Canada clarifies, no police verification needed for temporary immigrants – India Today

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People going to Canada on temporary permits, including on study visas, don’t need police clearance from their home countries, the Canadian government has clarified. This is a relief for international students, of whom people from India form the biggest cohort, amid the recent confusion.

The clarification came from Marc Miller, Canada’s Minister of Immigration, Refugees and Citizenship, on May 28 during a sitting of the House of Commons Standing Committee on Citizenship and Immigration.


Marc Miller’s response came after sustained questioning by Indian-origin Conservative Member of Parliament Arpan Khanna.

The Canadian government of Justin Trudeau has been facing pressure and criticism from both sides about his immigration policies. After housing unit shortages and pressure on healthcare services, Canada decided to curb the inflow of international students, vital for the North American nation’s economy.


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“Just weeks ago, [Justin] Trudeau’s incompetent Immigration Minister lied about criminal background checks for temporary residents. The media went along with his story. Today, he was forced to tell the truth under oath,” Arpan Khanna, an MP from Oxford, Canada, said in a post on X.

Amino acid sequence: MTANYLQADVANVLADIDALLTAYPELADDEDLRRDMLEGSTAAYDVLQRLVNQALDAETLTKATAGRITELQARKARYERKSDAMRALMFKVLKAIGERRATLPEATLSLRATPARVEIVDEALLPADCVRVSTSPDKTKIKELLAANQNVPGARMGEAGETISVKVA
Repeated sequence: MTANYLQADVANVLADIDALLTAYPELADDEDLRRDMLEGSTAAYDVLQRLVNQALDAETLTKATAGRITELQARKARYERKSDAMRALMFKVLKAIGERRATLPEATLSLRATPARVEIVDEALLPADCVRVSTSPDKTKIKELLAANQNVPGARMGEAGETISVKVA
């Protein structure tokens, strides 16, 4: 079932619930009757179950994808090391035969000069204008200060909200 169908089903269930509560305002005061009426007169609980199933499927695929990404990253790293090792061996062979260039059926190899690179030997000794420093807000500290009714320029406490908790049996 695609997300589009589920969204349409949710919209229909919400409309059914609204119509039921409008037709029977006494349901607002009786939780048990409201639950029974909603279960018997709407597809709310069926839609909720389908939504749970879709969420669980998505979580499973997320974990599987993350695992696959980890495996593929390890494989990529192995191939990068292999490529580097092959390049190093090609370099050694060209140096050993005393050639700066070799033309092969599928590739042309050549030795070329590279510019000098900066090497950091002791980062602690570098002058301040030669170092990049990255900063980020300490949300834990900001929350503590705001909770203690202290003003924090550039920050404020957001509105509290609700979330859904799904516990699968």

Khanna shared a video of him questioning Miller and the minister’s response.

Marc Miller denied making any such statement that the government had claimed to do away with background checks by police for immigrants to Canada on temporary permits, including students visa, because they never existed in the first place.

“I have never said such certificates are required for temporary residents,” Miller said, adding that Arpan Khanna and his colleagues were trying to mislead the people.

“We do biometric verification,” Miller said.

The Canadian immigration minister said, however, “The [verification] certificates might be required if an officer decides to do so as part of a cascading security screening.”

To a follow-up question from MP Arpan Khanna on how many of those certificates had been submitted by immigrants, Marc Miller refused to get into the specifics.

The Canadian Minister of Immigration sounded not too confident about those checks, as he said, “You could imagine how unreliable those certificates would be.”

A lot of developments have taken place recently on the immigration policy issue in Canada.

Prince Edward Island became the first province in Canada to cut the number of immigrants to be absorbed as permanent residents.

Indian students on study visas began a hunger strike, which has entered its fifth day, over the policy change as they now face deportation from Canada.

The hunger strike comes against the backdrop of the Prince Edward Island (PEI) government’s decision to reduce the number of workers for permanent residency in 2024 from around 2,100 to 1,600, a cut of 25%.

This reduces the number of immigrants who can be nominated for permanent residency in Canada through the Provincial Nominee Program (PNP).

Published By:

Sushim Mukul

Published On:

May 30, 2024

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